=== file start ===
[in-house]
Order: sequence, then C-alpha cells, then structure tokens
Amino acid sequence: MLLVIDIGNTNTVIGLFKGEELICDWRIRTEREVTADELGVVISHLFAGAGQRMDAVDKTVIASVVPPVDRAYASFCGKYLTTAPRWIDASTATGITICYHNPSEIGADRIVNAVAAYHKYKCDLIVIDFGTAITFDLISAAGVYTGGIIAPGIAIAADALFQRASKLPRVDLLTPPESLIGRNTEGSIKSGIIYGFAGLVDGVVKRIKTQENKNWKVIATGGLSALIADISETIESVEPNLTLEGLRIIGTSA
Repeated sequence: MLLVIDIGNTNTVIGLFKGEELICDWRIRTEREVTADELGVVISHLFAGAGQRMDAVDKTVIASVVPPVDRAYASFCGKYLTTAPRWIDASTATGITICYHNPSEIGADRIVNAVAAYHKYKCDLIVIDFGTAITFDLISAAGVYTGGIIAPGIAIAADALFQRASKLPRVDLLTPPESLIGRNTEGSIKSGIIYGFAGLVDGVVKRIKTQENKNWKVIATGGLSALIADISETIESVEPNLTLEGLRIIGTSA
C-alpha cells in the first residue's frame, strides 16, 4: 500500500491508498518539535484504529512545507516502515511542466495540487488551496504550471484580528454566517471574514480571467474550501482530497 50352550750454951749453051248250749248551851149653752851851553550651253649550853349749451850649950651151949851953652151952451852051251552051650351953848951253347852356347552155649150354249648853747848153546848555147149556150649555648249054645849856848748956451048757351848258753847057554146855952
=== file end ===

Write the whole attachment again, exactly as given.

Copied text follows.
[in-house]
Order: sequence, then C-alpha cells, then structure tokens
Amino acid sequence: MLLVIDIGNTNTVIGLFKGEELICDWRIRTEREVTADELGVVISHLFAGAGQRMDAVDKTVIASVVPPVDRAYASFCGKYLTTAPRWIDASTATGITICYHNPSEIGADRIVNAVAAYHKYKCDLIVIDFGTAITFDLISAAGVYTGGIIAPGIAIAADALFQRASKLPRVDLLTPPESLIGRNTEGSIKSGIIYGFAGLVDGVVKRIKTQENKNWKVIATGGLSALIADISETIESVEPNLTLEGLRIIGTSA
Repeated sequence: MLLVIDIGNTNTVIGLFKGEELICDWRIRTEREVTADELGVVISHLFAGAGQRMDAVDKTVIASVVPPVDRAYASFCGKYLTTAPRWIDASTATGITICYHNPSEIGADRIVNAVAAYHKYKCDLIVIDFGTAITFDLISAAGVYTGGIIAPGIAIAADALFQRASKLPRVDLLTPPESLIGRNTEGSIKSGIIYGFAGLVDGVVKRIKTQENKNWKVIATGGLSALIADISETIESVEPNLTLEGLRIIGTSA
C-alpha cells in the first residue's frame, strides 16, 4: 500500500491508498518539535484504529512545507516502515511542466495540487488551496504550471484580528454566517471574514480571467474550501482530497 50352550750454951749453051248250749248551851149653752851851553550651253649550853349749451850649950651151949851953652151952451852051251552051650351953848951253347852356347552155649150354249648853747848153546848555147149556150649555648249054645849856848748956451048757351848258753847057554146855952